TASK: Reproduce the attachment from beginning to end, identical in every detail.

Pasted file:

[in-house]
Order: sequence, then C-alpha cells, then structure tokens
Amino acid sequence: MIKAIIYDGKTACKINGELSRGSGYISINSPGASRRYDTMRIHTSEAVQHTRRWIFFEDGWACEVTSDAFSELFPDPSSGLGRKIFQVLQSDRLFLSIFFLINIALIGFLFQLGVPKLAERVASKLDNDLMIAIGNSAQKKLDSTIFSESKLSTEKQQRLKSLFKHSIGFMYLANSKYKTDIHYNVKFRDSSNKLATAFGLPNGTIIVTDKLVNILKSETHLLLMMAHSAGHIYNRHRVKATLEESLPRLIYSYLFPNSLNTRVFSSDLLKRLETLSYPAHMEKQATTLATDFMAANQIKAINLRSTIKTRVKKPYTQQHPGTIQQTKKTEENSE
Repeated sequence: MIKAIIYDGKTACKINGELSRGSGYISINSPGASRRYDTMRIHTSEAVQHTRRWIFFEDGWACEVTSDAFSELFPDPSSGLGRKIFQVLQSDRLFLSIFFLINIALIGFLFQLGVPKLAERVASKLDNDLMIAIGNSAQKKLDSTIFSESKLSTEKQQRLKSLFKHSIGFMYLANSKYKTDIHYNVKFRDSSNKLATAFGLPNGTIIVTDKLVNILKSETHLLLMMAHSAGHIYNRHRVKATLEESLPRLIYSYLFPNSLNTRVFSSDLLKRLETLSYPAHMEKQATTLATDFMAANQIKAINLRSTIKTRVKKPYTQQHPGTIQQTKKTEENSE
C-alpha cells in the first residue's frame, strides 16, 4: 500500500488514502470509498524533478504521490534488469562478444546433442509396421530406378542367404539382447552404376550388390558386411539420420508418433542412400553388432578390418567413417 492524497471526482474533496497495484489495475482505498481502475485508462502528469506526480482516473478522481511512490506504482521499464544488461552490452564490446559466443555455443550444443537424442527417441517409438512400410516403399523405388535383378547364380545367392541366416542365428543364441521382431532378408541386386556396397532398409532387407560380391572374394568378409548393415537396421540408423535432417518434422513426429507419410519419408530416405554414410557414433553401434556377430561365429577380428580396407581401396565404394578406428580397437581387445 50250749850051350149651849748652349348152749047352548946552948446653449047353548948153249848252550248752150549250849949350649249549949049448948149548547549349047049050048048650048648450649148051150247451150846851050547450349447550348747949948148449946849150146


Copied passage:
[in-house]
Order: sequence, then C-alpha cells, then structure tokens
Amino acid sequence: MIKAIIYDGKTACKINGELSRGSGYISINSPGASRRYDTMRIHTSEAVQHTRRWIFFEDGWACEVTSDAFSELFPDPSSGLGRKIFQVLQSDRLFLSIFFLINIALIGFLFQLGVPKLAERVASKLDNDLMIAIGNSAQKKLDSTIFSESKLSTEKQQRLKSLFKHSIGFMYLANSKYKTDIHYNVKFRDSSNKLATAFGLPNGTIIVTDKLVNILKSETHLLLMMAHSAGHIYNRHRVKATLEESLPRLIYSYLFPNSLNTRVFSSDLLKRLETLSYPAHMEKQATTLATDFMAANQIKAINLRSTIKTRVKKPYTQQHPGTIQQTKKTEENSE
Repeated sequence: MIKAIIYDGKTACKINGELSRGSGYISINSPGASRRYDTMRIHTSEAVQHTRRWIFFEDGWACEVTSDAFSELFPDPSSGLGRKIFQVLQSDRLFLSIFFLINIALIGFLFQLGVPKLAERVASKLDNDLMIAIGNSAQKKLDSTIFSESKLSTEKQQRLKSLFKHSIGFMYLANSKYKTDIHYNVKFRDSSNKLATAFGLPNGTIIVTDKLVNILKSETHLLLMMAHSAGHIYNRHRVKATLEESLPRLIYSYLFPNSLNTRVFSSDLLKRLETLSYPAHMEKQATTLATDFMAANQIKAINLRSTIKTRVKKPYTQQHPGTIQQTKKTEENSE
C-alpha cells in the first residue's frame, strides 16, 4: 500500500488514502470509498524533478504521490534488469562478444546433442509396421530406378542367404539382447552404376550388390558386411539420420508418433542412400553388432578390418567413417 492524497471526482474533496497495484489495475482505498481502475485508462502528469506526480482516473478522481511512490506504482521499464544488461552490452564490446559466443555455443550444443537424442527417441517409438512400410516403399523405388535383378547364380545367392541366416542365428543364441521382431532378408541386386556396397532398409532387407560380391572374394568378409548393415537396421540408423535432417518434422513426429507419410519419408530416405554414410557414433553401434556377430561365429577380428580396407581401396565404394578406428580397437581387445 50250749850051350149651849748652349348152749047352548946552948446653449047353548948153249848252550248752150549250849949350649249549949049448948149548547549349047049050048048650048648450649148051150247451150846851050547450349447550348747949948148449946849150146